Major Bob Tillman

As an African American paratrooper, Major Bob Tillman found a lot more comradery with his fellow white soldiers in the 171st Airborne Brigade than he had found back home in Georgia.  At the height of the civil rights movement, life in the deep South was difficult, and Tillman was sent overseas at the height of both the violence back home: 1966.

Not that Vietnam was any easier:  “I came out of one situation, and got into another.”
But in Vietnam, he says,  there was much less ‘looking at differences in skin color’, at least in his experiences.  “It was a tremendous brotherhood, and it still is today.  We were all equals—paratroopers doing our duty.”

After being discharged, he came to Detroit, in part because of the phenomenal sounds that were coming out of Motown.  This music, he felt, was the pulse of the African American experience in the Sixties.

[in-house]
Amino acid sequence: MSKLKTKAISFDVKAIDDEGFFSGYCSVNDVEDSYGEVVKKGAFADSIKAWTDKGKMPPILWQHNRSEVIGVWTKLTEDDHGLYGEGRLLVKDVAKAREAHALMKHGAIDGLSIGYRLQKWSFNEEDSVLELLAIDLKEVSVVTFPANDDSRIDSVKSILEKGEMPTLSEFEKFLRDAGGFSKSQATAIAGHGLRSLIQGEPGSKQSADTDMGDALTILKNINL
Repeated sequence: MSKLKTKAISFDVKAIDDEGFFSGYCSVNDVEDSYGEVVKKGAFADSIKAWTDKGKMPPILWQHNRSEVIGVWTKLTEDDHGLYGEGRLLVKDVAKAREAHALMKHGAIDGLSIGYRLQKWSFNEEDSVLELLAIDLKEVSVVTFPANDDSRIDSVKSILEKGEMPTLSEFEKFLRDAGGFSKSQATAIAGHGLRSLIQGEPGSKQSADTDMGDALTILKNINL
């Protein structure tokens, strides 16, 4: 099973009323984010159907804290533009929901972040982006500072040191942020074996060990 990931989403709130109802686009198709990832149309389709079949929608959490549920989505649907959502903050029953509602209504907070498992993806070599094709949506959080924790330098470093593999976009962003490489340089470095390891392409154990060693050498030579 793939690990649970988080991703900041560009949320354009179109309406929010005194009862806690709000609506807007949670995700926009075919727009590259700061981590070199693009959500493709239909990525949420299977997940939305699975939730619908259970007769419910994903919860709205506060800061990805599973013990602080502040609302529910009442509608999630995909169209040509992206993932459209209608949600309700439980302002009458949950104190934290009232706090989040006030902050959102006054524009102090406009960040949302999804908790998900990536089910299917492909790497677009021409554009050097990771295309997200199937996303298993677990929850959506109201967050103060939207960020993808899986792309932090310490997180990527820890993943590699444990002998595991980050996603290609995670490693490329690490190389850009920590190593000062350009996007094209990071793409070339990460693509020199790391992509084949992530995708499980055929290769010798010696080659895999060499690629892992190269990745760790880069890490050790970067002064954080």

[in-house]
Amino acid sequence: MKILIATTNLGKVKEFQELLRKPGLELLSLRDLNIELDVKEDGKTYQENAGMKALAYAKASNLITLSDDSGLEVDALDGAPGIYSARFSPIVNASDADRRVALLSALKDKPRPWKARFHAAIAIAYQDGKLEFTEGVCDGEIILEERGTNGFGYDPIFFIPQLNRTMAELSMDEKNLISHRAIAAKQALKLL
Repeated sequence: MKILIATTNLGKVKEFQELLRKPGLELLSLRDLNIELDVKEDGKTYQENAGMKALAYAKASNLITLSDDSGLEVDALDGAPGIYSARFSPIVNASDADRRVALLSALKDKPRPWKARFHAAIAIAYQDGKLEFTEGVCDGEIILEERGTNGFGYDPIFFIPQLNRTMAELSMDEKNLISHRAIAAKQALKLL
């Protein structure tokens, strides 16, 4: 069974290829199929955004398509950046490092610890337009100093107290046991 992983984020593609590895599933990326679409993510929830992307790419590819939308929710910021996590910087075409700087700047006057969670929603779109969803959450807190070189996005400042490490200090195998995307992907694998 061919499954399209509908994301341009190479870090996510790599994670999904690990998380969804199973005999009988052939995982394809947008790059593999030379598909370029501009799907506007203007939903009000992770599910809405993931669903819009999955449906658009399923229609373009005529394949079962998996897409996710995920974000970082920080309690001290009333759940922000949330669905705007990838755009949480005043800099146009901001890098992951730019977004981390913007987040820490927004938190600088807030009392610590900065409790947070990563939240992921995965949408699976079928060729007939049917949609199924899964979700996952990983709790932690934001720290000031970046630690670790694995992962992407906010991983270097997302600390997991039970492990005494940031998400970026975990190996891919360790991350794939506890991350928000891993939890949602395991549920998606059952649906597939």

“The first time I heard the song ‘My Girl’ by the Temptations, I was in Vietnam.  I sat in amazement of the awesome power and majestic sounds of the song I had just heard.  Now, over forty years later, that song still resonates and brings back a flood of memories.”

As a proud Vietnam vet, he feels that he owes a special debt of gratitude to Barry Gordy and the whole ‘Motown Family’

“By the grace of God, they were helping hands that allowed a lot of us vets to survive the war—by allowing us to keep a sense of sanity.  For us, Motown music was very much a ‘bridge over troubled waters.’

He likely means the Aretha Franklin version.


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